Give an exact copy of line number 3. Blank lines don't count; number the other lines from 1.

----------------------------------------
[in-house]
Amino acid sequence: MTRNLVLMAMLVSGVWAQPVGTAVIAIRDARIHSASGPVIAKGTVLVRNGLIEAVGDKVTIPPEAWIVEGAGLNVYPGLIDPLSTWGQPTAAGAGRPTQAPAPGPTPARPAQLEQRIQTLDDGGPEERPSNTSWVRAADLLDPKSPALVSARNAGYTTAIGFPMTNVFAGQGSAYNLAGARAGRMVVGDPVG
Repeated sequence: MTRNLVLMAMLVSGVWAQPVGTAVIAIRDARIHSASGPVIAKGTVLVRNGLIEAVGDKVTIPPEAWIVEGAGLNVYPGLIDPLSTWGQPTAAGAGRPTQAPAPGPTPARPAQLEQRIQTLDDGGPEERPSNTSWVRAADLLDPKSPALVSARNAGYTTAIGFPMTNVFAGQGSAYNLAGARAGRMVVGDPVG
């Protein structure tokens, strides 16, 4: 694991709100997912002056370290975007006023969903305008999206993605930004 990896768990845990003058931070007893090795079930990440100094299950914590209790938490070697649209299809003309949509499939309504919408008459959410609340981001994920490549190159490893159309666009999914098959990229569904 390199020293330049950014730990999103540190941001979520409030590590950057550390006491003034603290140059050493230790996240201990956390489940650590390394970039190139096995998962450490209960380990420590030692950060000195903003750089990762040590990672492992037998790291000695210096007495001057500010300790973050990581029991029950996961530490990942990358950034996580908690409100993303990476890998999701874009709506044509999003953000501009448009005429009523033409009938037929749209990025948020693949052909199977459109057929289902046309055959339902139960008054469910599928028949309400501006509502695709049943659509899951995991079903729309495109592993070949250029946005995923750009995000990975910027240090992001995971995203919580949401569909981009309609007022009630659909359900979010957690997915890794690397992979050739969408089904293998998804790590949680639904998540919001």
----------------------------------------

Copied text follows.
Repeated sequence: MTRNLVLMAMLVSGVWAQPVGTAVIAIRDARIHSASGPVIAKGTVLVRNGLIEAVGDKVTIPPEAWIVEGAGLNVYPGLIDPLSTWGQPTAAGAGRPTQAPAPGPTPARPAQLEQRIQTLDDGGPEERPSNTSWVRAADLLDPKSPALVSARNAGYTTAIGFPMTNVFAGQGSAYNLAGARAGRMVVGDPVG